byteries' Proceedings), it appeared to the meeting that the case was one deserving of united co-operation, and the Deacons present resolved to bring the financial part of the business before the members of their several churches.

Mr. Johnstone suggested the propriety the various Deacons' Courts setting apart a particular time each week for simultaneous prayer on behalf of one another. After a closing prayer by Mr. Macaulay, the meeting adjourned.

We earnestly trust that these meetings will be well supported in future. In other Presbyteries also let the Deacons' Courts be effectively organized. If we succeed in establishing, before long, as we hope, a Central Church Fund, the management of it, and of all the financial affairs of our Church, will be devolved upon a Board, representing the aggregate Deacons' Courts. And besides this, there are many local matters of business in the various Presbyteries which it is very wrong that the ministers and elders, as spiritual office-bearers, should be distracted with; and which, if our Deacons' Courts get into working order, will be best managed by their agency. Any suggestion bearing on the subject of this article we shall be glad to receive.

The next meeting of the London Deacons is to be held at 16, Exeter Hall, on Friday, the 26th of this month, at seven p.m.


To the Editor of the English Presbyterian Messenger.

SIR,-Can you inform me why there is not more uniformity in naming our churches? You have from time to time in your columns enlarged upon the necessity of becoming thoroughly English in our churches. Why, then, do we find our new congregations still clinging to the fancy of naming their churches "Scotch Churches," and "Scotch Presbyterian Churches," as if Presbyterianism were something purely Scottish? This is not the way to identify ourselves with the English people. In Manchester we have "St. Andrew's Free Church;"

"The Scotch Church, St. Peter'ssquare;" "The Irish Presbyterian Church:" and on Sabbath last we had the walls extensively placarded, announcing the opening of the "Scotch Presbyterian Church" (which, by the way, I may mention, is a very handsome place of worship, in a conspicuous situ ation in Salford). Who, among the English people, would think that all these were under the same Presbytery, or that they were the same in doctrine and discipline? If you would be kind enough to answer the question have asked in your next number, you would oblige


AN ENGLISH PRESBYTERIAN. Manchester, October 18, 1847.

Before we received the above letter we had marked for extract some observations to the same effect from an article that lately appeared in the "Scottish Guardian" newspaper, published at Glasgow. It will be seen that in Scotland the same surprise is felt as by our Manchester correspondent. We must at the same time observe, that in the present stage of the progress of our Church in Ensland, this confused state of matters is avoidable, and in some respects even advan After this the Chairman asked if there was tageous. It is unavoidable, any special matter to be brought forward because the Churches were so named before from any of the churches. Mr. Johnstone, of the re-organization of our English Synod: Regent-square, asked permission for Mr. and in other cases because the parties conMacaulay to state to the meeting the present nected with new churches have used the position of the congregation at Edward-street, liberty which all possess of naming their Soho. Mr. Macaulay having, given a brief places of worship according to their own dis narrative of the history and circumstances of cretion. For the names thus assumed various

in a few instances,

principal no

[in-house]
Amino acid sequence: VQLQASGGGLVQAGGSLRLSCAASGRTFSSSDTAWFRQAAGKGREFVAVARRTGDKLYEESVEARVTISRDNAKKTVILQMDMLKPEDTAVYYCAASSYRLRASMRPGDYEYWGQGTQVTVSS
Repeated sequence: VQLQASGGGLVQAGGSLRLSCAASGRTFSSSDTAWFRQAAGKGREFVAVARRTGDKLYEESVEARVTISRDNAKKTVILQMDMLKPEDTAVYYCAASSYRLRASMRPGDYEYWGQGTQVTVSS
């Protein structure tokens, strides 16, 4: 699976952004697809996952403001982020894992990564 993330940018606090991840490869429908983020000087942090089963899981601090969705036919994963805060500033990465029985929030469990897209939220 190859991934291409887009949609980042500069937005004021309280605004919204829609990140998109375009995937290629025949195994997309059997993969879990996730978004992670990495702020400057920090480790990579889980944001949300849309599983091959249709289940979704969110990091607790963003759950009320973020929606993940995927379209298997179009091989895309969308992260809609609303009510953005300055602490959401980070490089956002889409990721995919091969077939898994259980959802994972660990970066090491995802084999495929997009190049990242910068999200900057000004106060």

doubt being, that thereby an earlier and greater accession of members may be secured from among those by country, or descent, or education, already Presbyterian. When a new Presbyterian Church is opened in any town or district, it is natural to suppose that Scotch or Irish Presbyterians will be the first to join it; and in order to attract them the national epithet is affixed to the place of worship. The advantage to be derived for a time from this is twofold. In the first place, the new Church sooner grows into strength by the accession of adherents; and then, as it is more likely that Presbyterianism will commend itself to the English mind by the exhibition of the practical working of our system, than by abstract arguments and expository statements, this practical working must at first be exhibited chiefly by congregations, a large proportion of whose members are Scotch or Irish. But, of course, the sooner this temporary necessity is done away with the better. We dislike and deprecate much the continuance of these local and national distinctions. If we believe our polity to be founded on Scriptural authority, we do it wrong in attaching any geographical surname to it, other than that of the country where our branch of the Church is planted. In London, for instance, we might quite as well have a "Yorkshire Presbyterian Church," for natives of Yorkshire, and a "Cornish Presbyterian Church," for natives of Cornwall, as Scotch Presbyterian Churches for natives of Scotland. It is different where the people of the Church speak Gaelic, or Erse, or Welsh,-call these Scotch, and Irish, and Welsh Presbyterian Churches if you will; but we see no reason why ministers should be so very national, and people so very clannish, as not to be willing to form a Church comprising Christians, whether from Yorkshire, or Cornwall, or Perthshire, provided they speak and understand the same language. To persist in calling our Presbyterian churches" Scotch," or "Irish," is as much as to say to English neighbours, who might otherwise feel disposed to join, that they have no business there. There are no greater drags on the progress of our Church in England than those persons who desire to perpetuate names or customs, expedient perhaps for a time, but not in themselves essential, on grounds either of Scripture, or Presbyterianism, or common sense. Let those ministers and sessions who desire their congregations to be exclusively composed of Scotchmen, and who wish all their usages to be identical with any particular denomination north of the Tweed, by all means let them have their will; but let others seek to unite Christian worshippers (from whatever part of the country they originally sprung) under the common standard of our Presbyterian Church in England. Some seem to reckon it a chief question in forming a Church of Christ where the people had their first birth, and of what parents born; we deem it far more important the question as to the second birth, and whether the Church members are born of the Spirit. In Christ, and in the Christian Church, We wish to know neither barbarian nor Scythian, Scotch nor Irish, but to hold fellowship with all who love the Lord Jesus.